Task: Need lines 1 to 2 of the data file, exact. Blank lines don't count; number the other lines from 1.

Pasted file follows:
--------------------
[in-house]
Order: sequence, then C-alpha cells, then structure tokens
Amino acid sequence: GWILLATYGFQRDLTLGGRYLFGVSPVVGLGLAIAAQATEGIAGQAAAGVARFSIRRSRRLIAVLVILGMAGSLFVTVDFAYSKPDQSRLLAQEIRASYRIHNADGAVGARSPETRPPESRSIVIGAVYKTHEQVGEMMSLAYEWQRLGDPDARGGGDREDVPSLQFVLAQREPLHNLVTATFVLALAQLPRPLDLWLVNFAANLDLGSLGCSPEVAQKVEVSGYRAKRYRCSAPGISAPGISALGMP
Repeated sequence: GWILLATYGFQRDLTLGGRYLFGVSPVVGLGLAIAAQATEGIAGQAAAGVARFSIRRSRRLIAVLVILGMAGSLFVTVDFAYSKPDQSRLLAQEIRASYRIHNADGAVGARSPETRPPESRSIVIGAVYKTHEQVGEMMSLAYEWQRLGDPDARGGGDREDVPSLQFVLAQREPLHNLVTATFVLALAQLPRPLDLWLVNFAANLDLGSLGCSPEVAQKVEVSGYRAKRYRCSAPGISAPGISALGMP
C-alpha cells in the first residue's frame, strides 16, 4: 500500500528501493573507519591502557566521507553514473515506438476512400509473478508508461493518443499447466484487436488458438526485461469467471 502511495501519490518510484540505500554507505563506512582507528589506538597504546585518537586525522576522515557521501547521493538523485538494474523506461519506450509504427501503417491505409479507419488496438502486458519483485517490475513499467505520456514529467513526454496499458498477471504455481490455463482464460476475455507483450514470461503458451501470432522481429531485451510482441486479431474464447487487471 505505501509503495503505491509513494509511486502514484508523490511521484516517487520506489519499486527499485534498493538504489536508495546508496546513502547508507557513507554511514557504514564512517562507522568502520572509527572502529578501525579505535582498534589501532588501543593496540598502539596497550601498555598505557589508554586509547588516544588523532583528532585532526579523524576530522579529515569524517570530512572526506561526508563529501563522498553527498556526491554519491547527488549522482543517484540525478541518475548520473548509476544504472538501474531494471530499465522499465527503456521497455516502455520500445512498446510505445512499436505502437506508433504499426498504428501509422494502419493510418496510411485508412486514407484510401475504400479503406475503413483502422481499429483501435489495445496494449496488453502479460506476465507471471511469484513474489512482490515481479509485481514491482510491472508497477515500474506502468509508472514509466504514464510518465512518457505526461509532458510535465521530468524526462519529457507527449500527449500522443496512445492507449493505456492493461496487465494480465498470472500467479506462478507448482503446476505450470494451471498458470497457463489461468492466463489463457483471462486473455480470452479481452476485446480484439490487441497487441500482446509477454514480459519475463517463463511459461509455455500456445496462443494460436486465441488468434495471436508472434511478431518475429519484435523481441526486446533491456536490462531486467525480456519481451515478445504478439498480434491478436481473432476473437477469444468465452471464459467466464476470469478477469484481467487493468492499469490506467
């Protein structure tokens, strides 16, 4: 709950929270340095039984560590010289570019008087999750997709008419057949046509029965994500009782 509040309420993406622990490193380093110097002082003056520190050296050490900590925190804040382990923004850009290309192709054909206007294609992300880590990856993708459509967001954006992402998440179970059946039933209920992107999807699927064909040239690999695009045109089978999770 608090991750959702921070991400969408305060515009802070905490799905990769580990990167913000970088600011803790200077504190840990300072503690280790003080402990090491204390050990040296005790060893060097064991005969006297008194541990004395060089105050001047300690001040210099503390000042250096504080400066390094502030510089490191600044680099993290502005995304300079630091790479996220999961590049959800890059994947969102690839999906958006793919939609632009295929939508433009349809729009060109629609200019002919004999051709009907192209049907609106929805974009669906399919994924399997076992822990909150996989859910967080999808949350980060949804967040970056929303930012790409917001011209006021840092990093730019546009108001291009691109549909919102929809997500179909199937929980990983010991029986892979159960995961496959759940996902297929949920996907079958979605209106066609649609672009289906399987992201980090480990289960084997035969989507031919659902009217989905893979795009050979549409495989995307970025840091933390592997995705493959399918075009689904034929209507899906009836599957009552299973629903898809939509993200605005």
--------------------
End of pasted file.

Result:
[in-house]
Order: sequence, then C-alpha cells, then structure tokens